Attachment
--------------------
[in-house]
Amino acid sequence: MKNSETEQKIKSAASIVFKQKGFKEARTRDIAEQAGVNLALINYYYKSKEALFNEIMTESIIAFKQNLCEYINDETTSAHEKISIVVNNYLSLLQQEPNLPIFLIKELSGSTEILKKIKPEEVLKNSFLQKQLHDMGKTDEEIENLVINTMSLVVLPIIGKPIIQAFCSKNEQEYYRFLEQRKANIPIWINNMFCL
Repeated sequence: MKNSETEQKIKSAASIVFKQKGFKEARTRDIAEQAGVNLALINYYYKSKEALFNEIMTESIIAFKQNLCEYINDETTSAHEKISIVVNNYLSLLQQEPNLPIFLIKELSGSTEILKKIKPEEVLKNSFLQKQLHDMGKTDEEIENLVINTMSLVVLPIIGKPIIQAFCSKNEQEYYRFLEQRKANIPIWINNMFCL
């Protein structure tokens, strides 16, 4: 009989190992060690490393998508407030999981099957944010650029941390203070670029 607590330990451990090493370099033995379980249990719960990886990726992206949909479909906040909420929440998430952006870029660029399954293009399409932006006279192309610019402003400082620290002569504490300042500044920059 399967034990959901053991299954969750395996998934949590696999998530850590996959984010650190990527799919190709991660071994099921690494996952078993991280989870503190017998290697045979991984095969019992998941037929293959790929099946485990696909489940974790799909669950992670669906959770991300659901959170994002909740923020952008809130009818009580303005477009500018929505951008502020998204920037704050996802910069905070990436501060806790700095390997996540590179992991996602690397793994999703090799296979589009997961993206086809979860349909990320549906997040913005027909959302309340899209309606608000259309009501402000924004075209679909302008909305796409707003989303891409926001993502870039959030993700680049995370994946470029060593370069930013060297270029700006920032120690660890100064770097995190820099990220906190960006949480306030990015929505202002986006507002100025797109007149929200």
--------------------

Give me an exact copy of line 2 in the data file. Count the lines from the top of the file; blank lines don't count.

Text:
Amino acid sequence: MKNSETEQKIKSAASIVFKQKGFKEARTRDIAEQAGVNLALINYYYKSKEALFNEIMTESIIAFKQNLCEYINDETTSAHEKISIVVNNYLSLLQQEPNLPIFLIKELSGSTEILKKIKPEEVLKNSFLQKQLHDMGKTDEEIENLVINTMSLVVLPIIGKPIIQAFCSKNEQEYYRFLEQRKANIPIWINNMFCL